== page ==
We have been living in this part of Tyne & Wear for more than a year and half and it was not until recently that we discovered one of the beautiful beaches around, Fish Quays. It’s just couple of minutes from my son’s school and on days with less house chores, I drive down to spend some time on the beach. The beach in the morning is beautiful with fresh air to breathe in, less crowded apart from few elderly people sitting in their cars enjoying the beach or walking their dogs. It is very refreshing and relaxing. There are many old benches lined along the shore, where I sit for a while looking far at the sea, the fort, the ships, gulls etc.

But these days, in spite of it being spring, it is just like another winter. So cold, and with the wind, it just makes it all worse. The other day, when I went to the beach, the tide was really low so I just walked down a bit further skimming through the slippery dirt-green sea weed covered rocks. I had seen a bloke returning with a little bagful of mussels. So I just looked around the grooves and creases to see if I could spot something. I was super excited to see some fresh live mussels clutched on to the mossy rocks covered in slimy see weeds. 

As most woman I also get sold for anything that comes free and on sale, so, I started picking them, but was a bit wary if there would be some creatures around. Despite that, it was too cold that my fingers started getting numb, so I left the idea of picking them. Sad I dint carry my camera with me that day, I couldn’t any pictures of the mussels, mossy rocks etc. But here are few pictures for you that I captured on a bright sunny day, when the tide was high, no shore to be seen and no mossy rocks. It was all under the furious sea. I will share more pictures in some other post, when I get to take more of them.

Now, coming to the recipe, chicken tikka is something that needs no introduction. Mildly spiced boneless chicken cubes cooked on a charcoal grill is a crowd pleasing appetizer and is very popular in countries all over the world. It has gained much popularity over time. The tikka is traditionally made in a hot clay based oven called Tandoor. But at home, it can easily made in a very hot oven. I usually set my oven to 200ºC when I bake kebabs but many recipes asks to set the oven at 230 or so. 

This is one of the regular starters that we order at any Indian restaurant or take-away. This recipe of chicken tikka tastes just like restaurant one, if not better. I have been making this for years now, making no changes and can easily be doubled. I found this recipe on net long back, and I haven’t got the link saved. So, if this recipe belongs to someone you know, please write to me, I will add the link.

Chicken Tikka
Serves 3 - 4

400 gm Skinless boneless chicken pieces ( 2 medium breast pieces)
2 tbs Fresh lemon/lime juice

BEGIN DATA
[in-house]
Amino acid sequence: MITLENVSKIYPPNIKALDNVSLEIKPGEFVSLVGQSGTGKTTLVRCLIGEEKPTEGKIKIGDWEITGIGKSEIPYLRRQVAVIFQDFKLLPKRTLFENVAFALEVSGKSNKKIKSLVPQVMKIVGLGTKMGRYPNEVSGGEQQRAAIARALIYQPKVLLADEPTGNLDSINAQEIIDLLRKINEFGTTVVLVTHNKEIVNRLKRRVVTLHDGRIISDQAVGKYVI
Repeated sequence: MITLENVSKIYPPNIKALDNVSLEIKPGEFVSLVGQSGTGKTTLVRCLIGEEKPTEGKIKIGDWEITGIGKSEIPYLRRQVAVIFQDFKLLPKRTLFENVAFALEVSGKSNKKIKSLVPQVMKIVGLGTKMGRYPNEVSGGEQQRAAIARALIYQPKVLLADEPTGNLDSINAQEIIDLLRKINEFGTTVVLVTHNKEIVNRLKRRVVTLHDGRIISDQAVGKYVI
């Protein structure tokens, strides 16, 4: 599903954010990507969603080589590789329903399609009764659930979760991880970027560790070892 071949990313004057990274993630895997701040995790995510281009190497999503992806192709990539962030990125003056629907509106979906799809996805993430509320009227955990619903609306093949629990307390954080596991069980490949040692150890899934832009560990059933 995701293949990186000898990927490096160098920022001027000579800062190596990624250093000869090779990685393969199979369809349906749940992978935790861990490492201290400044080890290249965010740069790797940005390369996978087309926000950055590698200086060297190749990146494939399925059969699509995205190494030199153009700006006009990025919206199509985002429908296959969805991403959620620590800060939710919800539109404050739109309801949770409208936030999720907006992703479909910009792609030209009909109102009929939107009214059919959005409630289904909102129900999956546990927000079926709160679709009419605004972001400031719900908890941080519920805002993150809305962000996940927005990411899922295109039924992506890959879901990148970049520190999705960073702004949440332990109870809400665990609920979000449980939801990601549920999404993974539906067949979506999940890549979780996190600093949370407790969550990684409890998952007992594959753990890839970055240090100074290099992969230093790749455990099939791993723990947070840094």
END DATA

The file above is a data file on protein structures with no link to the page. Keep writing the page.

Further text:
½ - ¾ tsp Salt
2 tbs Greek yogurt
2 garlic cloves, minced
3/4 tbs ground coriander
1 tsp ground cumin
1/2 ts ground turmeric
1 tsp minced ginger
1 tsp red chilli powder
½ tsp - 1 tsp methy leaves crushed (fenugreek leaves)
Few drops of orange red food colour (optional)
2-3 tbsp butter, melted or ghee
2 tomatoes, cored, and flesh scooped out
2 onions cut into squares
Extra lemon/lime juice to squeeze on the kebabs.
6 Bamboo skewers, soaked in water for an hour (6- to 8-inch)

1. Wash the chicken and place it n a colander to drain off excess water. Wipe off the excess water using a kitchen towel and cut the chicken into 2" thickness.  Combine chicken, lemon juice and salt in a bowl and let it sit for 30 minutes. 

2. Mix Greek yogurt, minced garlic and ginger, coriander powder, cumin powder, turmeric powder and chilli powder in small bowl. Add food colour and mix well. Add in the chicken cubes and stir until chicken is well coated with spice mixture.

3. Refrigerate chicken at least 3 hours or overnight. I usually marinate it overnight to let the flavours steep in.

4. Preheat the grill to 200ºC. Thread chicken on skewers, alternating with onion wedges and cubed tomatoes.

5. Brush chicken and vegetables with melted butter. Grill kebabs until well cooked, turning frequently, and applying butter in between. Cook until you see brown spots here and there. It will take about 20 minutes. Keep checking for doneness in between, as overcooking them can make them dry and ruin the taste. Squeeze lemon juice once they are done, if required. You can also sprinkle little garam masala to boost up the spice level.

Notes and tips:
1. The bamboo sticks should be soaked in cold water to prevent the wood from burning while cooking.

2. If you have no skewers, just lay the kebabs flat on a baking tray and cook till done, turning sides and basting with melted butter or ghee every time you turn, to keep them juicy.

3. You can also pan fry them in little oil, if you have no access to oven.

4. Make sure that there is no moisture in chicken at all prior to marinating.